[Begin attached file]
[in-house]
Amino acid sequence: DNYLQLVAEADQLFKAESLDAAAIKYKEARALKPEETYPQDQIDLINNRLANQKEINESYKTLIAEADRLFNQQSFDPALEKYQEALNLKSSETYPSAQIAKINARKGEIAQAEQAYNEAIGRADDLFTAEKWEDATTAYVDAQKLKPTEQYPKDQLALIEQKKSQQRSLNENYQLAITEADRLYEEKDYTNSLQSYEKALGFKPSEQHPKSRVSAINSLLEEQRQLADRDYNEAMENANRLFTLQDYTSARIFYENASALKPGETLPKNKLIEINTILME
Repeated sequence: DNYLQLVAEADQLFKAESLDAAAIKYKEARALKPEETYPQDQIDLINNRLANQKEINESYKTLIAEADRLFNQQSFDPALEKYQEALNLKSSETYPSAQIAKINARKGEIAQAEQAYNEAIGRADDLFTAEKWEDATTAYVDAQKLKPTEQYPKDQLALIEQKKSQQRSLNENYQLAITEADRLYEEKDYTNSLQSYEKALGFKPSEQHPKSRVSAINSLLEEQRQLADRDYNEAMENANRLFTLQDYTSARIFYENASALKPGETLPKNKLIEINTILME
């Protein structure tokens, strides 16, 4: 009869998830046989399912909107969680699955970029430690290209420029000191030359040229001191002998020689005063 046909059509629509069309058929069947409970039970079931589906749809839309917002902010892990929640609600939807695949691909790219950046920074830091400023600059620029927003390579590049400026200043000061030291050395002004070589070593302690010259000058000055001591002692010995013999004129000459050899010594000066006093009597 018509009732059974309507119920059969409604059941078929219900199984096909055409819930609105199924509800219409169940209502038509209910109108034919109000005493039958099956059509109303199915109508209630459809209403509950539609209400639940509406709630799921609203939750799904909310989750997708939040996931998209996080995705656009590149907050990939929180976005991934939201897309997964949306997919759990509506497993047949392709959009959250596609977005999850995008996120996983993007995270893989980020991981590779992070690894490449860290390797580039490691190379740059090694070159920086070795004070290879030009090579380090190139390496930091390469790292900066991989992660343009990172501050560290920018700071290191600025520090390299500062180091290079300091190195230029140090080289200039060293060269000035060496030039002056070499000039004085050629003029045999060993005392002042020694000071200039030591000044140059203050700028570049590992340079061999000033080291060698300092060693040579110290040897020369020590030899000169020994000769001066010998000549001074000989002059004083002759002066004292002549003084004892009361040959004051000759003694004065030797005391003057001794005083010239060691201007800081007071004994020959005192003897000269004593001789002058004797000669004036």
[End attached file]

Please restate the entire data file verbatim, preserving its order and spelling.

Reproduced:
[in-house]
Amino acid sequence: DNYLQLVAEADQLFKAESLDAAAIKYKEARALKPEETYPQDQIDLINNRLANQKEINESYKTLIAEADRLFNQQSFDPALEKYQEALNLKSSETYPSAQIAKINARKGEIAQAEQAYNEAIGRADDLFTAEKWEDATTAYVDAQKLKPTEQYPKDQLALIEQKKSQQRSLNENYQLAITEADRLYEEKDYTNSLQSYEKALGFKPSEQHPKSRVSAINSLLEEQRQLADRDYNEAMENANRLFTLQDYTSARIFYENASALKPGETLPKNKLIEINTILME
Repeated sequence: DNYLQLVAEADQLFKAESLDAAAIKYKEARALKPEETYPQDQIDLINNRLANQKEINESYKTLIAEADRLFNQQSFDPALEKYQEALNLKSSETYPSAQIAKINARKGEIAQAEQAYNEAIGRADDLFTAEKWEDATTAYVDAQKLKPTEQYPKDQLALIEQKKSQQRSLNENYQLAITEADRLYEEKDYTNSLQSYEKALGFKPSEQHPKSRVSAINSLLEEQRQLADRDYNEAMENANRLFTLQDYTSARIFYENASALKPGETLPKNKLIEINTILME
């Protein structure tokens, strides 16, 4: 009869998830046989399912909107969680699955970029430690290209420029000191030359040229001191002998020689005063 046909059509629509069309058929069947409970039970079931589906749809839309917002902010892990929640609600939807695949691909790219950046920074830091400023600059620029927003390579590049400026200043000061030291050395002004070589070593302690010259000058000055001591002692010995013999004129000459050899010594000066006093009597 018509009732059974309507119920059969409604059941078929219900199984096909055409819930609105199924509800219409169940209502038509209910109108034919109000005493039958099956059509109303199915109508209630459809209403509950539609209400639940509406709630799921609203939750799904909310989750997708939040996931998209996080995705656009590149907050990939929180976005991934939201897309997964949306997919759990509506497993047949392709959009959250596609977005999850995008996120996983993007995270893989980020991981590779992070690894490449860290390797580039490691190379740059090694070159920086070795004070290879030009090579380090190139390496930091390469790292900066991989992660343009990172501050560290920018700071290191600025520090390299500062180091290079300091190195230029140090080289200039060293060269000035060496030039002056070499000039004085050629003029045999060993005392002042020694000071200039030591000044140059203050700028570049590992340079061999000033080291060698300092060693040579110290040897020369020590030899000169020994000769001066010998000549001074000989002059004083002759002066004292002549003084004892009361040959004051000759003694004065030797005391003057001794005083010239060691201007800081007071004994020959005192003897000269004593001789002058004797000669004036």